Gimmy further testified he used the cost approach, the sales comparison approach, and the income approach methods to determine the fair value of the property.   He gave greatest emphasis to the sales comparison approach.   He further testified that the distressed market conditions that existed in the area of the property did not represent normal market conditions.   Current market rates were 30 to 40 percent below normal market rates.   Normal market conditions, Gimmy explained, were represented by the years 1985 through 1989.   Therefore, Gimmy testified, when he considered comparable sales and rents, he adjusted the 1996 rents to what he determined to be the normal market in or around 1989.

Under normal market conditions, Gimmy opined, the fair value of the property was $5.1 million.

(4) The Trial Court's Ruling

At the conclusion of testimony, the trial court took the matter under submission.   On March 8, 1996, the trial court heard argument of counsel and ruled:

“․ This is all subjective determination made by two experts as to what their determination as to the fair value is.

“However, I think Mr. Gimmy's evaluation is a much stronger position than Mr. Reinagel's evaluation.   I think the factors that Mr. Gimmy took into consideration in coming to his conclusion [were] more in line with Rainier [sic ] than Mr. Reinagel, and I think his evaluation comes closer to reality than Mr. Reinagel.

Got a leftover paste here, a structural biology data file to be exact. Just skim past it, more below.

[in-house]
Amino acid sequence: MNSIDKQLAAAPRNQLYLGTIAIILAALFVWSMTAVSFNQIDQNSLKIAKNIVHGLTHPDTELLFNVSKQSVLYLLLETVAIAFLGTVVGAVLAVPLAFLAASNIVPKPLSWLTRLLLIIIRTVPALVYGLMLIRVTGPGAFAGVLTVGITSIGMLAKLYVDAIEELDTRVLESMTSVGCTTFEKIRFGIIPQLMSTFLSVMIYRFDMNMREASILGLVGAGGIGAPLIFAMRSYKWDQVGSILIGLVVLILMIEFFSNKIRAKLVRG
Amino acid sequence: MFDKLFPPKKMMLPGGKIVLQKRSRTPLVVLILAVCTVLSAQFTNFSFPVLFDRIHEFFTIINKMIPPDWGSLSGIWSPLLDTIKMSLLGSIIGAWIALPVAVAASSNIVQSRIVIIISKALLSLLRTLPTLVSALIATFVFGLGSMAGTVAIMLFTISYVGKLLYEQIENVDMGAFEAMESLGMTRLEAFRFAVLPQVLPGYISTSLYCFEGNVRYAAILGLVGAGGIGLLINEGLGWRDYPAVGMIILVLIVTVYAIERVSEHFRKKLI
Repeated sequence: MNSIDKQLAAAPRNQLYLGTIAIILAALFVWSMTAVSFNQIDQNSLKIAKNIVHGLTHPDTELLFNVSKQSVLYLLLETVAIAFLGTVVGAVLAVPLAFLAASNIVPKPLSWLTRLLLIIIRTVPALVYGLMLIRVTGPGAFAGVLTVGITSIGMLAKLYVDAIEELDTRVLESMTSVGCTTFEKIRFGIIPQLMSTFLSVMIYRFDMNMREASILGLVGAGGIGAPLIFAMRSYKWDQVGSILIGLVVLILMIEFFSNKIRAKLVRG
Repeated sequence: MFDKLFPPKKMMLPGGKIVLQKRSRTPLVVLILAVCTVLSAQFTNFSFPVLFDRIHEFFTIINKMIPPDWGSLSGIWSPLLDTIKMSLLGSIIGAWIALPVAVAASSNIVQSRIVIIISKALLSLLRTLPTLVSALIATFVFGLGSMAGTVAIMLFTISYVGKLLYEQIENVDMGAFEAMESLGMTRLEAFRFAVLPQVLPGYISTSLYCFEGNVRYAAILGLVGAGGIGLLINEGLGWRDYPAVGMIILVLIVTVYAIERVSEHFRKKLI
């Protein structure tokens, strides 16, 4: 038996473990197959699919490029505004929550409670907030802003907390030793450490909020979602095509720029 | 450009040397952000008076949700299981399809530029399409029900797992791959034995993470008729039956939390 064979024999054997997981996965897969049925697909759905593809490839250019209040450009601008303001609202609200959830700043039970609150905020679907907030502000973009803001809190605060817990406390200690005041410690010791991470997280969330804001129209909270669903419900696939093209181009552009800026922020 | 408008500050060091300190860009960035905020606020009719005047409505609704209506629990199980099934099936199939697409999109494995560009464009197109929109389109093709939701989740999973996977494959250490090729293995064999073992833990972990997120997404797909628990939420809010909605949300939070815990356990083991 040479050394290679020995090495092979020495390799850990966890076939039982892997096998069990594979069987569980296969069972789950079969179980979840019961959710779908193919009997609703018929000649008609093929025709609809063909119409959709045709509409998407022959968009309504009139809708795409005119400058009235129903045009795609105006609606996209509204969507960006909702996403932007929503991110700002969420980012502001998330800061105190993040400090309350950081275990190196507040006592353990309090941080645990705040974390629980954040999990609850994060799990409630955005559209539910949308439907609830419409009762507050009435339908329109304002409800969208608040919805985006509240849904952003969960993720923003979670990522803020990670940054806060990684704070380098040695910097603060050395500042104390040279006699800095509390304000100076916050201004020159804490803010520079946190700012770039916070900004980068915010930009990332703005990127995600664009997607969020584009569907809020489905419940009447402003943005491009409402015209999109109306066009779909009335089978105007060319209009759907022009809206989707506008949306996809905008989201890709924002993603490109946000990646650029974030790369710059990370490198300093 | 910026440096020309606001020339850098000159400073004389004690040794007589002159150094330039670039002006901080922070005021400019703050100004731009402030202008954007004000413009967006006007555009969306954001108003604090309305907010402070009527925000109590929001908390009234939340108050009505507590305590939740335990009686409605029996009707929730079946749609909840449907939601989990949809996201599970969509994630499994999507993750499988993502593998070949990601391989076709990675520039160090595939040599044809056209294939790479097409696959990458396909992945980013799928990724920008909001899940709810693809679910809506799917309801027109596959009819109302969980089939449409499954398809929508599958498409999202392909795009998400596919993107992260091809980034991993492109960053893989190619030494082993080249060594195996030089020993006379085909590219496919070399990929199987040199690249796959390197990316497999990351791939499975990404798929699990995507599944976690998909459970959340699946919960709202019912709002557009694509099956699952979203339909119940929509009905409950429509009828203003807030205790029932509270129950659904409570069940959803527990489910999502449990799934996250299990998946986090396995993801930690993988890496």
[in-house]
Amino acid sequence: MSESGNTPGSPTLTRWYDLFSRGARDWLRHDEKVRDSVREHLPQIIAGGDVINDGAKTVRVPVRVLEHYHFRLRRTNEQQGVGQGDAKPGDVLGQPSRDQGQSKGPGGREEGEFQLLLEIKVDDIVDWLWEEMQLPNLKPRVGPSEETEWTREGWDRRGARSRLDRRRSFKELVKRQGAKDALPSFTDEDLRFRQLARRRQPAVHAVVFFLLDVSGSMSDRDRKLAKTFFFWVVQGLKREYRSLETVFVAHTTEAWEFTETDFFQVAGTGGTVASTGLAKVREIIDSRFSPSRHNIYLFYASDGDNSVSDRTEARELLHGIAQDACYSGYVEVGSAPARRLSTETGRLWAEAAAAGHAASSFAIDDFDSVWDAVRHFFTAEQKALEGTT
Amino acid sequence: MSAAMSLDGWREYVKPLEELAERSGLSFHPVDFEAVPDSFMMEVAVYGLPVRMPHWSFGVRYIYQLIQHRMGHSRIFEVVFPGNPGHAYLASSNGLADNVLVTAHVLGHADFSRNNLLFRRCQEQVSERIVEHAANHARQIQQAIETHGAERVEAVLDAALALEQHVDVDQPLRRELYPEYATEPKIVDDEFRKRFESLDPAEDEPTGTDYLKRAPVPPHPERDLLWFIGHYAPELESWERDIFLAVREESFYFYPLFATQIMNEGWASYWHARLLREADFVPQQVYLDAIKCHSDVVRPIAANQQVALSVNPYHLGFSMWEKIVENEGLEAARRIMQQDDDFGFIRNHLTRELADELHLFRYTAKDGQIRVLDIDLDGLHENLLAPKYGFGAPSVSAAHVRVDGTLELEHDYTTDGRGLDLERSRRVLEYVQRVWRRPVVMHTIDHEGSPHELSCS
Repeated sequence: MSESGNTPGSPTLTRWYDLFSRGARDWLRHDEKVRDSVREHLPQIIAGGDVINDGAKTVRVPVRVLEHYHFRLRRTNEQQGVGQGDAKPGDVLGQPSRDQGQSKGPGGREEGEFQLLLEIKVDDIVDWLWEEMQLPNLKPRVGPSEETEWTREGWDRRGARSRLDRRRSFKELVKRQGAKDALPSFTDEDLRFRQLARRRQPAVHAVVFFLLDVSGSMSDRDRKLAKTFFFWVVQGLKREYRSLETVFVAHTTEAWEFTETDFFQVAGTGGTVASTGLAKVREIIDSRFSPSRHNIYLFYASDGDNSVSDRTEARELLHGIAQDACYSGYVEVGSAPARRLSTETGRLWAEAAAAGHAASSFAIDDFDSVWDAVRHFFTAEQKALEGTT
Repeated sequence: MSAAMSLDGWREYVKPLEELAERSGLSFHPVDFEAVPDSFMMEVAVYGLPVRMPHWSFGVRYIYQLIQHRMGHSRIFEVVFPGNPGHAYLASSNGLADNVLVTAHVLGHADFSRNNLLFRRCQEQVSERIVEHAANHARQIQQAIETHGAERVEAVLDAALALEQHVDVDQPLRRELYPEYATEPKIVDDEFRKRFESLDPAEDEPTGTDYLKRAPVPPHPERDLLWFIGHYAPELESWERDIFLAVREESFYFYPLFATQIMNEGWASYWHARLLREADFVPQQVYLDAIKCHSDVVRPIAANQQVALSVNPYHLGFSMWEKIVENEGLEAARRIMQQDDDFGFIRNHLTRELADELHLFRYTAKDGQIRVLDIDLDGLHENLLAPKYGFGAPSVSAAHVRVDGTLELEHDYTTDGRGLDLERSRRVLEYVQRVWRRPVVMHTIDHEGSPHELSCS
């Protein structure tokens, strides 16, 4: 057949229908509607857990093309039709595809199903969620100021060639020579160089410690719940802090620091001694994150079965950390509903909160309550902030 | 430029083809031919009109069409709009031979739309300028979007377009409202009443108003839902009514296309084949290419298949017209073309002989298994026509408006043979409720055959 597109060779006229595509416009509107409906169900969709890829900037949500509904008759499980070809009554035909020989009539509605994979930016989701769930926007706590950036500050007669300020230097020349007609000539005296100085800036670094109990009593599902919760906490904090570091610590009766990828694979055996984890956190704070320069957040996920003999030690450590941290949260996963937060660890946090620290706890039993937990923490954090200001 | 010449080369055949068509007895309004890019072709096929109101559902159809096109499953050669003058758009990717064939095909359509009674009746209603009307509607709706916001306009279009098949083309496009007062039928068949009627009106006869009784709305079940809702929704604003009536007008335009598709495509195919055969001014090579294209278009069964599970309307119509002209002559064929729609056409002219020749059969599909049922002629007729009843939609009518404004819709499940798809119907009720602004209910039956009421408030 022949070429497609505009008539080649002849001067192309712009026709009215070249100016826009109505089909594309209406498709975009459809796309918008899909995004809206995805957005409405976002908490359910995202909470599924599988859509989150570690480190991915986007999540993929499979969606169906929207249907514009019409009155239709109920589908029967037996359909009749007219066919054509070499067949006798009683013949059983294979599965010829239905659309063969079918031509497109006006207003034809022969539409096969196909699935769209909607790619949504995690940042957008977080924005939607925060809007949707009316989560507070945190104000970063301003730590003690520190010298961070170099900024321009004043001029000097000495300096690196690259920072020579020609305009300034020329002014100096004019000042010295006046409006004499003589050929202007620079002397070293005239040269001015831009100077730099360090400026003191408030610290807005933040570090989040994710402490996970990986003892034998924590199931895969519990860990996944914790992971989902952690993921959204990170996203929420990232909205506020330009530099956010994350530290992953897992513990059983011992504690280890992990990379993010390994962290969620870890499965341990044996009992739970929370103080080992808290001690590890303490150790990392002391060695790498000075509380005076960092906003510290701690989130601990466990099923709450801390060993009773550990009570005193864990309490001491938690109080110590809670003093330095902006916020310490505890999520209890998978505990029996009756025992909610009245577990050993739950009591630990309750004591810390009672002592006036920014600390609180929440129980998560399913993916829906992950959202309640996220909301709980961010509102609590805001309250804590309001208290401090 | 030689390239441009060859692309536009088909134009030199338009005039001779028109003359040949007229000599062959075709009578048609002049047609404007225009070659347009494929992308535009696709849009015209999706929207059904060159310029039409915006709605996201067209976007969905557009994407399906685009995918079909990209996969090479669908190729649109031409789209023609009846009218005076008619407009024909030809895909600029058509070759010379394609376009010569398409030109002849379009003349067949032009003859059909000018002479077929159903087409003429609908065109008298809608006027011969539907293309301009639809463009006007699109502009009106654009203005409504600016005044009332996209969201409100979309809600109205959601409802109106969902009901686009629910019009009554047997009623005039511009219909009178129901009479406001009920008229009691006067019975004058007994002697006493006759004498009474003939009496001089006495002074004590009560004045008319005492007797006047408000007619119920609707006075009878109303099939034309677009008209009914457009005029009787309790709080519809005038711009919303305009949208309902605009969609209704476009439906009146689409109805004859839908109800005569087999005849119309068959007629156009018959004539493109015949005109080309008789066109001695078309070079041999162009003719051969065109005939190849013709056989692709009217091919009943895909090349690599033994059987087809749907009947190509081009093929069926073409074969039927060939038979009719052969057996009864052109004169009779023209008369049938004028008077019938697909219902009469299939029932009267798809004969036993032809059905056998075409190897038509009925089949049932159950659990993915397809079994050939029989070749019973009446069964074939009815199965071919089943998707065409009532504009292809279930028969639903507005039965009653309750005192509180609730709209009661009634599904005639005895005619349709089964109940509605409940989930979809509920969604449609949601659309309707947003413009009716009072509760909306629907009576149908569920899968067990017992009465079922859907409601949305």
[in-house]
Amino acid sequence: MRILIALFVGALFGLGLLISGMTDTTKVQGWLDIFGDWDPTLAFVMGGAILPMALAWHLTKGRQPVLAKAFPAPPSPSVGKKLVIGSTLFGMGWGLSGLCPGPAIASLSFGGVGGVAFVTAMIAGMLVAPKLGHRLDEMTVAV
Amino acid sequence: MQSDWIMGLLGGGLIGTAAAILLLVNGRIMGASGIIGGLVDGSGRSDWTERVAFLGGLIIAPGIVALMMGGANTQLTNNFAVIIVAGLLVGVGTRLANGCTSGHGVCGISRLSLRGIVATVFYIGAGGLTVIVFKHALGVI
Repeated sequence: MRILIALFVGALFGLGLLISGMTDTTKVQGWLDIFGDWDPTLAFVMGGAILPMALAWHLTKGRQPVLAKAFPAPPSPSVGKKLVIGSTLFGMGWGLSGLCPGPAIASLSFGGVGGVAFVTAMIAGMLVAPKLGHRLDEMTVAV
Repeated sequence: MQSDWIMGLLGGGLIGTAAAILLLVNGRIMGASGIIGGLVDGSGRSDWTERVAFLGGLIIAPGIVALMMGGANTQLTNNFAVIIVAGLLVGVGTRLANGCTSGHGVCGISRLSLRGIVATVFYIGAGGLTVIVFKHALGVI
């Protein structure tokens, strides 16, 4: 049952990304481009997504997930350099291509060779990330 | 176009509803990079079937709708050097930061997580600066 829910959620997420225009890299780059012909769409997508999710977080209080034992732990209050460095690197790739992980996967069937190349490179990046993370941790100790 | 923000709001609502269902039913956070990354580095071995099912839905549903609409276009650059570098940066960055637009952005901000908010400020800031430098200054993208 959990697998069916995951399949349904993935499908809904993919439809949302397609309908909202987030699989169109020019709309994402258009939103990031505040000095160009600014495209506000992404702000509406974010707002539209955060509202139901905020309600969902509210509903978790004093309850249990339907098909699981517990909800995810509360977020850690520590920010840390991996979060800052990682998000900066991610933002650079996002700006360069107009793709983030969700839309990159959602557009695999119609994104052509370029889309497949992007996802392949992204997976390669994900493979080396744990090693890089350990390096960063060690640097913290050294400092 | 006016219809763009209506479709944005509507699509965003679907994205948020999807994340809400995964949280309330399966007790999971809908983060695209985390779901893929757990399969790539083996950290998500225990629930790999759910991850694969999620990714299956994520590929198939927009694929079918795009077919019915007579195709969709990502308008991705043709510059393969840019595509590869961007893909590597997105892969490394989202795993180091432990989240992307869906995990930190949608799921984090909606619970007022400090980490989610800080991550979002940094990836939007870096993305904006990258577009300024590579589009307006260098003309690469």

“Based on Rainier [sic ], my interpretation of Rainier [sic ], however, I think that Mr. Gimmy's estimation also was somewhat inflated.․

“What I have done, counsel, ․, I rely upon primarily Mr. Gimmy's evaluation because I think that is the proper way to do an evaluation that he did, but I think it's somewhere between 20 and 25 percent.

 “So I've come up to a fair value for the property at $3,952,500.   And that's what I'm going to set as the fair value for the property.”

b. Concept of Fair Value

(1) Judicial Foreclosure Procedures

The fair value of the real property is determined at a section 726 hearing following a judicial foreclosure.  “A judicial foreclosure proceeding may be initiated at any time after a default on the secured obligation.  [Citation.]   It is commenced by filing a complaint in the superior court of the county in which the real property is situated.  [Citations.]   In its ‘decree for the foreclosure’ the court, inter alia, directs the sale of the encumbered property, determines the amount to be paid the creditor-plaintiff, determines the personal liability of any defendants, e.g., debtor and guarantor, for payment of the debt, names the defendants against whom a deficiency judgment may be ordered, or declares that there shall be no deficiency judgment.  [Citation.]   If the right to a deficiency judgment is not waived or barred, the property is sold subject to the right of redemption․

“The method of sale is through the execution of a writ of sale.  [Citations.]   The sale is at auction to the highest bidder ․ and terminates upon acceptance of the last and highest bid or when the sale proceeds are sufficient to satisfy the money judgment (i.e., the debt).  [Citation.]

“If the sale proceeds are insufficient to satisfy the amount of the indebtedness, then the creditor may apply to the court within three months of the date of the sale for a deficiency judgment subject to the ‘fair value’ limitation of section 726.”  (Coppola v. Superior Court (1989) 211 Cal.App.3d 848, 867-868, 259 Cal.Rptr. 811.)

(2) “Fair Value” Limitation